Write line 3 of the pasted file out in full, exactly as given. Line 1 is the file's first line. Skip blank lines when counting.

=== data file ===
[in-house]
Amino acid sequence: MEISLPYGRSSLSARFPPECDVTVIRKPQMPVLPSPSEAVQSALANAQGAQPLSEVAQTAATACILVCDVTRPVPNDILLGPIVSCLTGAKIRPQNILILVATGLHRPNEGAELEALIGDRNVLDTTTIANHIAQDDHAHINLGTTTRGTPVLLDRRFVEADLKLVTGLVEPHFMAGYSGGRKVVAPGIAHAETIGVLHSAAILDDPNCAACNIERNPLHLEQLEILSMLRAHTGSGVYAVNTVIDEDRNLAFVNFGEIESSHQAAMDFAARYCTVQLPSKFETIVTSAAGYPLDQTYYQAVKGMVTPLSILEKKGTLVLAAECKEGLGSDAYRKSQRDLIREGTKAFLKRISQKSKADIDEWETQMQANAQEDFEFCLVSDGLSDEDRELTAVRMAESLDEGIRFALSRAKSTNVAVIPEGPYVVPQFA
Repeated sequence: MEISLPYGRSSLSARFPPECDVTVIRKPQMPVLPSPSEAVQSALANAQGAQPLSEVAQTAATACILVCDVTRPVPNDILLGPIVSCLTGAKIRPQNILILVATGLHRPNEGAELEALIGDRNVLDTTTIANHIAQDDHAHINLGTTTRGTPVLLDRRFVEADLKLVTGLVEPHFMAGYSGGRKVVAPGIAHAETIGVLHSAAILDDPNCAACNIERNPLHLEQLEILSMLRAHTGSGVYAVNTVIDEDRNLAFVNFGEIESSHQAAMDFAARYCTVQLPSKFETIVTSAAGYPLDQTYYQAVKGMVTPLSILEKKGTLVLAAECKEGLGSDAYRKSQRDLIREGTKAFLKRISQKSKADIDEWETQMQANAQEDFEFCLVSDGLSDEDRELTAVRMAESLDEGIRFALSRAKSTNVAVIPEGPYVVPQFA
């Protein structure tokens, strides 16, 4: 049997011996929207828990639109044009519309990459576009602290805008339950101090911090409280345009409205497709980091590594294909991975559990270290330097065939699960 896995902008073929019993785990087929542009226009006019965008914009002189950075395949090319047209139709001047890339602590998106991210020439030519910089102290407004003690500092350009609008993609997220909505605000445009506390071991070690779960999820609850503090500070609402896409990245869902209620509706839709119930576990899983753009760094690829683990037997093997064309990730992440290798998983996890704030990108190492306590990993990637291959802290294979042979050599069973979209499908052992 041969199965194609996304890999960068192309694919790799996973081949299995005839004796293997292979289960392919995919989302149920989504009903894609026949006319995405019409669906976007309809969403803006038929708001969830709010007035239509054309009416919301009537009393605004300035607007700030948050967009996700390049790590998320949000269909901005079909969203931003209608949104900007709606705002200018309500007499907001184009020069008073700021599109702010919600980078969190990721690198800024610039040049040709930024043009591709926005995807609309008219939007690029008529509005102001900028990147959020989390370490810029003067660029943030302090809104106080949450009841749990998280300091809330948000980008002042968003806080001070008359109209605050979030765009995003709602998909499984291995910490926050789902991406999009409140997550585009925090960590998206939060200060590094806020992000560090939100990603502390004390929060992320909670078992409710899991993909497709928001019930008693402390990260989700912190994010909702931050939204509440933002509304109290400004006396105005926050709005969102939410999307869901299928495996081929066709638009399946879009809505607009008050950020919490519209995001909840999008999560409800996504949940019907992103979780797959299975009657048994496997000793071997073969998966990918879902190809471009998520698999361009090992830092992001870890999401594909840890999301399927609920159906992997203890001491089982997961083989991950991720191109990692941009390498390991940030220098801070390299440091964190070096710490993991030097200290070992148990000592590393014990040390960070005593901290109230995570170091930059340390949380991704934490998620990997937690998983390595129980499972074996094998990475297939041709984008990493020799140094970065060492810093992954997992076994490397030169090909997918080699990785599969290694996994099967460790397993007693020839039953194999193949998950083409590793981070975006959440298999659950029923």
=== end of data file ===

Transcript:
Repeated sequence: MEISLPYGRSSLSARFPPECDVTVIRKPQMPVLPSPSEAVQSALANAQGAQPLSEVAQTAATACILVCDVTRPVPNDILLGPIVSCLTGAKIRPQNILILVATGLHRPNEGAELEALIGDRNVLDTTTIANHIAQDDHAHINLGTTTRGTPVLLDRRFVEADLKLVTGLVEPHFMAGYSGGRKVVAPGIAHAETIGVLHSAAILDDPNCAACNIERNPLHLEQLEILSMLRAHTGSGVYAVNTVIDEDRNLAFVNFGEIESSHQAAMDFAARYCTVQLPSKFETIVTSAAGYPLDQTYYQAVKGMVTPLSILEKKGTLVLAAECKEGLGSDAYRKSQRDLIREGTKAFLKRISQKSKADIDEWETQMQANAQEDFEFCLVSDGLSDEDRELTAVRMAESLDEGIRFALSRAKSTNVAVIPEGPYVVPQFA